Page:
There weren’t many bright spots for progressives on Tuesday, but if you back stronger gun laws, things went even better than you could have reasonably expected.
The big news was in Washington State, where a ballot initiative implementing tough universal background checks on gun purchases and transfers passed with nearly 60 percent of the vote. The vote was already projected to pass and came on the heels of a mass shooting at a Seattle-area high school that left four students dead.
A dueling initiative that would ban such checks failed badly. Pro-gun advocates had at least hoped the two initiatives would confuse voters and perhaps both would pass and create a legally chaotic situation, but they appear to have underestimated Washingtonians’ engagement on the issue.
Now, Washington State will have a model system where virtually every gun purchase—even online and at gun shows—will be subject to a background check. There are very narrow exceptions for antique gun sales and transfers within families, but even lending someone a gun for twenty-four hours would require a check.
The victory is important well beyond Washington state, too—it’s a model for other states to undertake similar reform while DC dithers. Nevada is already going to vote on a very similar measure in 2016, which will no doubt propel the issue into the presidential race since Nevada hosts key primaries for both parties and is also a valuable swing state.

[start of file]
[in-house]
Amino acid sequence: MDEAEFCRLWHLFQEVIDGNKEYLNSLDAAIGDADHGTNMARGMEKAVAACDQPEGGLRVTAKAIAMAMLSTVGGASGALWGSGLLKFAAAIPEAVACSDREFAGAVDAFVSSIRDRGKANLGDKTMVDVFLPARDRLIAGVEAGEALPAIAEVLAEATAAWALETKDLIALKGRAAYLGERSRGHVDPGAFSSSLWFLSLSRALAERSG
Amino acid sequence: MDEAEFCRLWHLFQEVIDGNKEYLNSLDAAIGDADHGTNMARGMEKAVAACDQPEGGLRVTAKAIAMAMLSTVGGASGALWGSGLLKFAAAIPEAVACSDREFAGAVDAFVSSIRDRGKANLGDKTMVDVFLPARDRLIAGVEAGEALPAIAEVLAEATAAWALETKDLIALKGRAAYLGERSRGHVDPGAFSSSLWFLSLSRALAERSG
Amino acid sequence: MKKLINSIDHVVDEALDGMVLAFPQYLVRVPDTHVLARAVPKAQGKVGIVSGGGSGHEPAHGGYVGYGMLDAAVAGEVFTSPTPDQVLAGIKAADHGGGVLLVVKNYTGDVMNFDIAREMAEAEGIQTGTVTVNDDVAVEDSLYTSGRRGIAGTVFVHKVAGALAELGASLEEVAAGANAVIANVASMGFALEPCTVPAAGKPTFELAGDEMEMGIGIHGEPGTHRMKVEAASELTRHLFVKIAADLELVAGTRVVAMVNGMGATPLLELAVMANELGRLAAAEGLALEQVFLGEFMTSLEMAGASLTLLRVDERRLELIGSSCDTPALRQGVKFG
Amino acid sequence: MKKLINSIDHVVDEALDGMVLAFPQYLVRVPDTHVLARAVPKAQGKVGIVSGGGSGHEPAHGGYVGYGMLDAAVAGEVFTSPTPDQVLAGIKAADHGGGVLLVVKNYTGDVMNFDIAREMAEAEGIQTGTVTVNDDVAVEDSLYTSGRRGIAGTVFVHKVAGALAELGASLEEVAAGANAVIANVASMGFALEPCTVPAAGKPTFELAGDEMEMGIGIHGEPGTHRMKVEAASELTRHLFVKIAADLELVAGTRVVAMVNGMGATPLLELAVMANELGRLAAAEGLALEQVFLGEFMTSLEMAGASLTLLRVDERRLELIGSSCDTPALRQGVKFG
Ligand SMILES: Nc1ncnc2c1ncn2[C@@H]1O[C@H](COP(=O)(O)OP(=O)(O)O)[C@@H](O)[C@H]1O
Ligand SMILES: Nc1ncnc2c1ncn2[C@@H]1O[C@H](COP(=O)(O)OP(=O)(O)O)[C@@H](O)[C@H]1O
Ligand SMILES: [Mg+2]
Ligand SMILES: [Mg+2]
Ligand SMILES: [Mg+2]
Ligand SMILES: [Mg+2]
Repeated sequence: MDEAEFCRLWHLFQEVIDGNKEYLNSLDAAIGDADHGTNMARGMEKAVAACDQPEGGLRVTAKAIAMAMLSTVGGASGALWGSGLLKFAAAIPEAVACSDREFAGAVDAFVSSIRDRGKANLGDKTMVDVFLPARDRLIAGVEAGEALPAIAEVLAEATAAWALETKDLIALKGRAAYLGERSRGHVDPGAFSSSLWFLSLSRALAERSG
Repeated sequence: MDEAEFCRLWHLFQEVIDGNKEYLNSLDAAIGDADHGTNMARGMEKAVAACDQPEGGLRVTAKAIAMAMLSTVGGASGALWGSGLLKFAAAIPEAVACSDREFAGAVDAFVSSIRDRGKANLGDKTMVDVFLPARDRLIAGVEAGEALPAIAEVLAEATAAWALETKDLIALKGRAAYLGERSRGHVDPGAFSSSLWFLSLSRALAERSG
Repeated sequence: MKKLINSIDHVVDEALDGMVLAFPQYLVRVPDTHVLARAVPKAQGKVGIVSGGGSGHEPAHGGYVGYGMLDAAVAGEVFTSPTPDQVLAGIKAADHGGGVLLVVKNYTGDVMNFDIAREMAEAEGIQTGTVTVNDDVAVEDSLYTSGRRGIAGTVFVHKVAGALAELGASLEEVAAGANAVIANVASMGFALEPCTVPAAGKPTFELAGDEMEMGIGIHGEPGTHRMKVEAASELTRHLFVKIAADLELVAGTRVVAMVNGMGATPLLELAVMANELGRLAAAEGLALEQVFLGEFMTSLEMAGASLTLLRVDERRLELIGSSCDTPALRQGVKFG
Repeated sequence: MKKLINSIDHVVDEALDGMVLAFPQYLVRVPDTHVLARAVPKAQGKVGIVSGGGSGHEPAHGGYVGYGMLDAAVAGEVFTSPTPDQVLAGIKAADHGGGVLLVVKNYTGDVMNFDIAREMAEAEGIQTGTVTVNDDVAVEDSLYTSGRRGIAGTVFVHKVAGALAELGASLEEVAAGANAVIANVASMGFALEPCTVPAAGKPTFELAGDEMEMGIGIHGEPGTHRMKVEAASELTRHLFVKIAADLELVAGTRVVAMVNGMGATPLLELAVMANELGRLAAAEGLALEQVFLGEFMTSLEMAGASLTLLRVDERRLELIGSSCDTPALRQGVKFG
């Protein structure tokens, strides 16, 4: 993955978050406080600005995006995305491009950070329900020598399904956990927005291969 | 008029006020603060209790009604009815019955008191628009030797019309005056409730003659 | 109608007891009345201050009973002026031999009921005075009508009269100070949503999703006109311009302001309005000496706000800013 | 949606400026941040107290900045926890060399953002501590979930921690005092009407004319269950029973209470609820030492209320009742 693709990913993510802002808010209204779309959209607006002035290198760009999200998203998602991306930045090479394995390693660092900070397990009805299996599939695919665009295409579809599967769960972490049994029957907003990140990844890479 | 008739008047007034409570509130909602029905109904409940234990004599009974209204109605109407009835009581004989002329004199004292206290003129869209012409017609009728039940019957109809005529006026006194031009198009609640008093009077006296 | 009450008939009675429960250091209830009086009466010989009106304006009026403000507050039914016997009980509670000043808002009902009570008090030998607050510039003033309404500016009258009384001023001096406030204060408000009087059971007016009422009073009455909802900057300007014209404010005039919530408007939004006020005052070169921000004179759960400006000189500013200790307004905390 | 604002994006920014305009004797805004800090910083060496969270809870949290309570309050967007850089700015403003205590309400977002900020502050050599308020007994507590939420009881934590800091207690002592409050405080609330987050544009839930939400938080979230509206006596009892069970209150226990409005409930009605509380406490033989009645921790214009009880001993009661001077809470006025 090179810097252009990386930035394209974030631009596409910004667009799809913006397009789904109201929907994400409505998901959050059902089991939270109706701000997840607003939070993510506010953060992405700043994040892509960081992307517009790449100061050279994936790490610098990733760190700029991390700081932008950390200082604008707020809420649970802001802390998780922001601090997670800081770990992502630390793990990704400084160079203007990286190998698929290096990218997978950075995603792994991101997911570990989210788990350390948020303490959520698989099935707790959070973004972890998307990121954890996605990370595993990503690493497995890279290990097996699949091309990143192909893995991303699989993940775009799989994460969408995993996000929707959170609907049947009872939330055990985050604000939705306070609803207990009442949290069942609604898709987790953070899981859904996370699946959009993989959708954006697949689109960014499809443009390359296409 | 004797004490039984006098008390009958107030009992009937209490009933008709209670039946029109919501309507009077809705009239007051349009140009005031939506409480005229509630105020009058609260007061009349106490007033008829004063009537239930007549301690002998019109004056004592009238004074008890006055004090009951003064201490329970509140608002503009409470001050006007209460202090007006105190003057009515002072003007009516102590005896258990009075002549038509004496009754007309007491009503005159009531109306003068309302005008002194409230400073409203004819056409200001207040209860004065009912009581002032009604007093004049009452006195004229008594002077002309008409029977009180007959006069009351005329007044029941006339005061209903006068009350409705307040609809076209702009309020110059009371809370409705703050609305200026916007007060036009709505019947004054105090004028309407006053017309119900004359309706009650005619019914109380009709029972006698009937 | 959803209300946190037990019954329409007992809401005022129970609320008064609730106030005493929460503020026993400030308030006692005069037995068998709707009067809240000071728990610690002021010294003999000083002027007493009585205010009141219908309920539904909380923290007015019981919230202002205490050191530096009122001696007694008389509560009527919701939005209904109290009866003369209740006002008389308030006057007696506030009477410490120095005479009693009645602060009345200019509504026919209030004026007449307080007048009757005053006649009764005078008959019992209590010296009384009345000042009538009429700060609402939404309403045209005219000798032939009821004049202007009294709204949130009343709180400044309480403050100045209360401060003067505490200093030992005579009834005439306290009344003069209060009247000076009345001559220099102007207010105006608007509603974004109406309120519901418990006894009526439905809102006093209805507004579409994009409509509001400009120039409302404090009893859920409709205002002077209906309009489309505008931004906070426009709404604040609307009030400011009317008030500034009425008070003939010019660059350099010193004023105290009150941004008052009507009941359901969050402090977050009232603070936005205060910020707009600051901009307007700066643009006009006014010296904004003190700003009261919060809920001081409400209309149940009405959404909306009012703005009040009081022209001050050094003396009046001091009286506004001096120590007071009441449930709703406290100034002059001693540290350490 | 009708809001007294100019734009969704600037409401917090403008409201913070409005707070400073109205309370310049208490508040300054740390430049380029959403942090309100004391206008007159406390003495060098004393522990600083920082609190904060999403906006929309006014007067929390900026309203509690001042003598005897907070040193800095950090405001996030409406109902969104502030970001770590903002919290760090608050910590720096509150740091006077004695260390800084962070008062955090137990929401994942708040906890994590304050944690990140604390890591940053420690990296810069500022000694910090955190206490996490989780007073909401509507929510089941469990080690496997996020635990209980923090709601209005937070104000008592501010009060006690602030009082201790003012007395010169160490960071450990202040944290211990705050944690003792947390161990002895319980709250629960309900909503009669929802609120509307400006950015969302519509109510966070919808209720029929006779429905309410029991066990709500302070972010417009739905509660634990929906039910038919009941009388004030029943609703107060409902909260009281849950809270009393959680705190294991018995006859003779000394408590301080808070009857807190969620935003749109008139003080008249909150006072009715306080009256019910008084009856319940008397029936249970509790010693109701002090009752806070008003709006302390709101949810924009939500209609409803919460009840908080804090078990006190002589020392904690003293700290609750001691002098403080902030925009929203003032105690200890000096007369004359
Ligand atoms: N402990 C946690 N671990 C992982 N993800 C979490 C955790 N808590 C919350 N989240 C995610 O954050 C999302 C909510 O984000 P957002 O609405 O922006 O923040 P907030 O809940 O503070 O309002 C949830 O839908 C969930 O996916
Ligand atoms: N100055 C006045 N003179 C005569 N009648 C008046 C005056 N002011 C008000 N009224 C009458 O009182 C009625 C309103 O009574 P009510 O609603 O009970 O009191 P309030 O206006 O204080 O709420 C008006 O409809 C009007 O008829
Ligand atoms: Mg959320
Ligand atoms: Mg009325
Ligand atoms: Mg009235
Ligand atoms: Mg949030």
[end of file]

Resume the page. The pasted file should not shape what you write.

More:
Washington also demonstrated that the National Rifle Association can be beaten—it spent almost half a million dollars against the ballot initiative, but it didn’t matter. Gun-reform groups showed they can come in with big money of their own and win crucial votes.
“[Washington voters] showed that while the gun lobby can intimidate politicians in Washington, it’s a lot harder to intimidate America’s voters,” former US Representative Gabby Giffords said in a statement last night. “This victory for responsibility in Washington State sends a clear message to the other Washington that if Congress is not ready to act to reduce gun violence, voters in states around the country can and will take the matter into their own hands.”